Considerable progress has been made worldwide in the fight against terrorism, including the endorsement of important treaties and the sharing of information between law enforcement agencies, UN News Service quoted a senior United Nations official as saying yesterday.
Although resolution 1373 is as relevant today as it was when it was adopted in the wake of the September 2001 attacks against the United States, “most countries in the world have now criminalized terrorism,” Mike Smith, Executive Director of the UN Counter-Terrorism Committee Executive Directorate (CTED), told the Council in an open debate yesterday.
Since the adoption of the landmark resolution, Smith said that there have been hundreds of new ratifications of the key counter-terrorism pacts.
“There has been an almost unprecedented level of international exchange of information and cooperation among relevant agencies across borders, with the purpose of disrupting planned terrorist attacks and enabling the arrest and prosecution of those engaged in terrorism,” he observed.
Thus, the focus has shifted now to ensuring that nations have the capacity and expertise to implement the measures of resolution 1373, which calls for countries to enhance their ability to counter terrorist activities nationally, regionally and globally.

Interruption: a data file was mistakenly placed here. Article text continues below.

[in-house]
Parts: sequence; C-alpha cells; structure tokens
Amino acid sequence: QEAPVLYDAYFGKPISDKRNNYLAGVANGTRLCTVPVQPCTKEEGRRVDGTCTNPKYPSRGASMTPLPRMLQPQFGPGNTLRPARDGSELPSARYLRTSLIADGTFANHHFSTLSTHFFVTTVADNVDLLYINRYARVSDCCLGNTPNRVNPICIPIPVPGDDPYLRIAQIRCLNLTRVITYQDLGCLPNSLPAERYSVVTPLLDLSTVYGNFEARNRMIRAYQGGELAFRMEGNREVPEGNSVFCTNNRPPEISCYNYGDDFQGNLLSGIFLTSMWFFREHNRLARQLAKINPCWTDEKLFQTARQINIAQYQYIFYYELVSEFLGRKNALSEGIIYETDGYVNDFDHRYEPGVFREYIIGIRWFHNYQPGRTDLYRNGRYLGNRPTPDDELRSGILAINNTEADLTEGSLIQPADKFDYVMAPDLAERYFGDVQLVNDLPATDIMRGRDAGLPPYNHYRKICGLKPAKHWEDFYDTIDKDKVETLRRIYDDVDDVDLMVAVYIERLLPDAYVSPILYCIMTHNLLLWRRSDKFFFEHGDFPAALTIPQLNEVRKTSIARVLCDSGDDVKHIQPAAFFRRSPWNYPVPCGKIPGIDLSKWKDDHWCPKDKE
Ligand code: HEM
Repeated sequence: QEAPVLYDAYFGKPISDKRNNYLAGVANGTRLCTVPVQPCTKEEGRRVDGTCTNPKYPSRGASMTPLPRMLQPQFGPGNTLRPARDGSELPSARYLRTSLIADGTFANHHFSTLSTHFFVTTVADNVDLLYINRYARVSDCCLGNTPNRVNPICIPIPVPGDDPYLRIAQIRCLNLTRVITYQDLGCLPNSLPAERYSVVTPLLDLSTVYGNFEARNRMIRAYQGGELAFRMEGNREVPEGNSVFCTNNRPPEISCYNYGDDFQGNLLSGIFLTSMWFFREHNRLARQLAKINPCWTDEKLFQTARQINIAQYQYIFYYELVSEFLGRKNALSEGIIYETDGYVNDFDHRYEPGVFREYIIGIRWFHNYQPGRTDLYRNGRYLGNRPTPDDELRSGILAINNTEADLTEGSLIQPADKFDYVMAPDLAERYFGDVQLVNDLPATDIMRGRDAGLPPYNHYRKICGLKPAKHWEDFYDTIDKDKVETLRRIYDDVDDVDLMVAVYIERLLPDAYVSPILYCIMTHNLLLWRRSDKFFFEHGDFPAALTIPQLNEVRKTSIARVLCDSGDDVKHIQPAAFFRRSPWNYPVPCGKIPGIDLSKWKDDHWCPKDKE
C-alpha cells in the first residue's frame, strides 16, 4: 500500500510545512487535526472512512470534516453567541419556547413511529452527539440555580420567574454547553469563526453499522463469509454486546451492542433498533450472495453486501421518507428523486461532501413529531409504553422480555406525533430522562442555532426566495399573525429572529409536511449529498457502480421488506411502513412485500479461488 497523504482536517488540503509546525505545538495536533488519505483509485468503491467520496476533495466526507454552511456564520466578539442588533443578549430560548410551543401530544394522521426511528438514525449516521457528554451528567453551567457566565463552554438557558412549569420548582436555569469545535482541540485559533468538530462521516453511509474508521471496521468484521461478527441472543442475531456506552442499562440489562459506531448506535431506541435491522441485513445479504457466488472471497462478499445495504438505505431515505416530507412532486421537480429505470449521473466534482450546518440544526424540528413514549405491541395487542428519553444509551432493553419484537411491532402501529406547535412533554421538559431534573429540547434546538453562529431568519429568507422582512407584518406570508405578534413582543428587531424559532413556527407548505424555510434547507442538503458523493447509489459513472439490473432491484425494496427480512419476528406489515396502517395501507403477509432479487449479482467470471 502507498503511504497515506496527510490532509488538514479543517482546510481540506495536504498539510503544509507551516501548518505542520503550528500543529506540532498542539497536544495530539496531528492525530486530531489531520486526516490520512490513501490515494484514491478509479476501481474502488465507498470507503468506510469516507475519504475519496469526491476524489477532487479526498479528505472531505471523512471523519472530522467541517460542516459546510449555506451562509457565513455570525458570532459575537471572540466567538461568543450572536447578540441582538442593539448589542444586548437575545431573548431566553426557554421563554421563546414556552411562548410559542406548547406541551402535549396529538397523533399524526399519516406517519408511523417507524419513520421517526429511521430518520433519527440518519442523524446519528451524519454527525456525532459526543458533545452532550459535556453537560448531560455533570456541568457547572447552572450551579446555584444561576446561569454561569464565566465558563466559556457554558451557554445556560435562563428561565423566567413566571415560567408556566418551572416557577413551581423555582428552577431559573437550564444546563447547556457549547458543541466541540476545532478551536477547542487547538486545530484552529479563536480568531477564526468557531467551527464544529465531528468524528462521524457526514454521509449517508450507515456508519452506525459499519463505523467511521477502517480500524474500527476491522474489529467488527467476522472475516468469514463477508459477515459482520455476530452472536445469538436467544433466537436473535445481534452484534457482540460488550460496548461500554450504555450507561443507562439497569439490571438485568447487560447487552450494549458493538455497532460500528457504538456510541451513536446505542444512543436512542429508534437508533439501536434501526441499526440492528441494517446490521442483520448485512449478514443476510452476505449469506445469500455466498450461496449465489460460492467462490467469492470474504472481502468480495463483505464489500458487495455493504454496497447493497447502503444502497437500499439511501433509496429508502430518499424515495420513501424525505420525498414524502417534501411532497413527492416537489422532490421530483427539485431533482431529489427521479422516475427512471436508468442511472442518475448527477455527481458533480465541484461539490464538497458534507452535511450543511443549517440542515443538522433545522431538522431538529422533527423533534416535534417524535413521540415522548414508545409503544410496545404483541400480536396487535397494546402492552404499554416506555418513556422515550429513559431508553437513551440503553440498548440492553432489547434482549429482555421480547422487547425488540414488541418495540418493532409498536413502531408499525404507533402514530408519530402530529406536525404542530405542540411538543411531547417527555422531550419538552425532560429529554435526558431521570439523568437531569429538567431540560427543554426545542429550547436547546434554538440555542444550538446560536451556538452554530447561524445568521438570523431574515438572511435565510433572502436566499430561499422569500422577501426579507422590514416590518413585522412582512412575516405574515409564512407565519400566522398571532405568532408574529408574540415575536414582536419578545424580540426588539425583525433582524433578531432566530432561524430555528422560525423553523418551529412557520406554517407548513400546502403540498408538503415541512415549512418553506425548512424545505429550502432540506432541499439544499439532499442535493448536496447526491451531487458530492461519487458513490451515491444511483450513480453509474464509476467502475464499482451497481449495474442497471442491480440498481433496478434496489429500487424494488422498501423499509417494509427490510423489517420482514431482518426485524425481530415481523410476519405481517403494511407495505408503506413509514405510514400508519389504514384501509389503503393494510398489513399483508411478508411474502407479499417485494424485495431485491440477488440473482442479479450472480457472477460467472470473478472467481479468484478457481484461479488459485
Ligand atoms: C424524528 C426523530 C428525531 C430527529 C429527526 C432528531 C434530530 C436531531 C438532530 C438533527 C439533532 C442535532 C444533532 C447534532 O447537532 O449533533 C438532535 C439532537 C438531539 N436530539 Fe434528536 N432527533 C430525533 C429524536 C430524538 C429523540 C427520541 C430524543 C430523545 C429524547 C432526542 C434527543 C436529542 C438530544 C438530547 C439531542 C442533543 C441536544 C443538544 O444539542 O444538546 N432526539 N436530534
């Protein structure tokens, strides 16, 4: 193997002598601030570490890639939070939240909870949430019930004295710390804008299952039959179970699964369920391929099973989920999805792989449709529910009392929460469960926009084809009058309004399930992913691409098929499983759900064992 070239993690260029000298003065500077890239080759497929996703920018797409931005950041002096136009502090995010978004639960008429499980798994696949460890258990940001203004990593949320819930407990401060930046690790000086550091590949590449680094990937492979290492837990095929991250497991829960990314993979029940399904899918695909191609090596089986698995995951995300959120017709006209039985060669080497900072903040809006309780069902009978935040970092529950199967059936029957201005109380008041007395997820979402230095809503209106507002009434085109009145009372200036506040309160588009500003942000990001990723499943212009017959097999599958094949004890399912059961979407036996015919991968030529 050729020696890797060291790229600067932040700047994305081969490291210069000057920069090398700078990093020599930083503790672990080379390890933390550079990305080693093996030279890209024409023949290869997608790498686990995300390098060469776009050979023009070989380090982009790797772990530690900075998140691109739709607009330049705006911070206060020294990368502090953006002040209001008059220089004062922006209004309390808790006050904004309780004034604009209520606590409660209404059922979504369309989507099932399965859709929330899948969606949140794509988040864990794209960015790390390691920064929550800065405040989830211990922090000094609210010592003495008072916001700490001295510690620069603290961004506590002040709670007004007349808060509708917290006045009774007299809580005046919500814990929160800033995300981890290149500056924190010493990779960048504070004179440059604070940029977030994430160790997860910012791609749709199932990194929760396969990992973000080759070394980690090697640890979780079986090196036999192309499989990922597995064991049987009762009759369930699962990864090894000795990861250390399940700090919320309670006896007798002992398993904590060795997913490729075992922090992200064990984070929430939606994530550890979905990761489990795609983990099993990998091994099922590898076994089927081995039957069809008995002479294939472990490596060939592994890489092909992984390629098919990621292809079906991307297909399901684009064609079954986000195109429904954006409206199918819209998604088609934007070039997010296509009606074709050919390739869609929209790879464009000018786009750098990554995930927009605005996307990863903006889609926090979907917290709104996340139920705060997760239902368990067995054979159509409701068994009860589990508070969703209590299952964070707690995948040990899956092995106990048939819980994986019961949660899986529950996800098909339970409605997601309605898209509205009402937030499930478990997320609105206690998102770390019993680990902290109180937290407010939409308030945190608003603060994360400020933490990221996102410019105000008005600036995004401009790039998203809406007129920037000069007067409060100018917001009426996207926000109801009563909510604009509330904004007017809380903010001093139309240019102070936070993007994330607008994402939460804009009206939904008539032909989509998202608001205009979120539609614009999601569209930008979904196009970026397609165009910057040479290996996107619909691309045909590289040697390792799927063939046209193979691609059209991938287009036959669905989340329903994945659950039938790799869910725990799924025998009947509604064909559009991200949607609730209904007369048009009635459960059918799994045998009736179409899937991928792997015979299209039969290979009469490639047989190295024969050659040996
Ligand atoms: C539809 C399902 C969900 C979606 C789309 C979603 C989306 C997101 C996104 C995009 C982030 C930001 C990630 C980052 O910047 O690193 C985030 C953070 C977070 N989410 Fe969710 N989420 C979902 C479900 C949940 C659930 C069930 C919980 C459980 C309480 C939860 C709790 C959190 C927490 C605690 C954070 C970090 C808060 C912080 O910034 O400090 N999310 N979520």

Updating the Council on CTED’s work, Smith said that the body is close to finalizing 192 Preliminary Implementation Assessments – one for every UN member – which boosts dialogue with countries on putting resolution 1373 into effect.
In addition, the Directorate will shortly finish revising a worldwide survey of the resolution’s implementation, which assesses how countries in different regions and sub-regions are proceeding with the counter-terrorism efforts and identifies gaps that need to be addressed, WIC reported UN Service as saying.
Established as a special political mission in 2004, the CTED assists the Council’s Counter-Terrorism Committee in monitoring 1373’s implementation.